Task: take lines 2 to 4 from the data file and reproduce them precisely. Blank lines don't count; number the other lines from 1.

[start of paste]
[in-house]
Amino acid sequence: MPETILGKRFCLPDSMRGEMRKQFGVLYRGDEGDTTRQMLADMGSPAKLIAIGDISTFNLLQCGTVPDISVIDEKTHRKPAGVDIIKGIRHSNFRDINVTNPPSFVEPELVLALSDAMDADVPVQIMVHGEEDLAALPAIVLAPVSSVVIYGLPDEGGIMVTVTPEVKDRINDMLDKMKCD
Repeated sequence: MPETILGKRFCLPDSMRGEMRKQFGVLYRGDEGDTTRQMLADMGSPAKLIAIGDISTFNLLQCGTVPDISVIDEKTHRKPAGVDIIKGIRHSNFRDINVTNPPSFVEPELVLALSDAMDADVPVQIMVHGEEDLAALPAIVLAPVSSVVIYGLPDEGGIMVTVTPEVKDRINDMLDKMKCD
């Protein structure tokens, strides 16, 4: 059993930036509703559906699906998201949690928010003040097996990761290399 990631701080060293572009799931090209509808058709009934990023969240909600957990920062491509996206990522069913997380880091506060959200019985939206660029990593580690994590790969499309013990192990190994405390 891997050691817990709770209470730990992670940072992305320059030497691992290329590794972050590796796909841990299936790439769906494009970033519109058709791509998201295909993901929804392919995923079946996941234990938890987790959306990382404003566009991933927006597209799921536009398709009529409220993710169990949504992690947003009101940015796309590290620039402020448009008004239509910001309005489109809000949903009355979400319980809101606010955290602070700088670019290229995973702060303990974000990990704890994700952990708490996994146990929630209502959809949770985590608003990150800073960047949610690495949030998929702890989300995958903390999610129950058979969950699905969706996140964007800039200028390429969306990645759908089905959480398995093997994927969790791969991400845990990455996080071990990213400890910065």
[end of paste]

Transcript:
Amino acid sequence: MPETILGKRFCLPDSMRGEMRKQFGVLYRGDEGDTTRQMLADMGSPAKLIAIGDISTFNLLQCGTVPDISVIDEKTHRKPAGVDIIKGIRHSNFRDINVTNPPSFVEPELVLALSDAMDADVPVQIMVHGEEDLAALPAIVLAPVSSVVIYGLPDEGGIMVTVTPEVKDRINDMLDKMKCD
Repeated sequence: MPETILGKRFCLPDSMRGEMRKQFGVLYRGDEGDTTRQMLADMGSPAKLIAIGDISTFNLLQCGTVPDISVIDEKTHRKPAGVDIIKGIRHSNFRDINVTNPPSFVEPELVLALSDAMDADVPVQIMVHGEEDLAALPAIVLAPVSSVVIYGLPDEGGIMVTVTPEVKDRINDMLDKMKCD
């Protein structure tokens, strides 16, 4: 059993930036509703559906699906998201949690928010003040097996990761290399 990631701080060293572009799931090209509808058709009934990023969240909600957990920062491509996206990522069913997380880091506060959200019985939206660029990593580690994590790969499309013990192990190994405390 891997050691817990709770209470730990992670940072992305320059030497691992290329590794972050590796796909841990299936790439769906494009970033519109058709791509998201295909993901929804392919995923079946996941234990938890987790959306990382404003566009991933927006597209799921536009398709009529409220993710169990949504992690947003009101940015796309590290620039402020448009008004239509910001309005489109809000949903009355979400319980809101606010955290602070700088670019290229995973702060303990974000990990704890994700952990708490996994146990929630209502959809949770985590608003990150800073960047949610690495949030998929702890989300995958903390999610129950058979969950699905969706996140964007800039200028390429969306990645759908089905959480398995093997994927969790791969991400845990990455996080071990990213400890910065």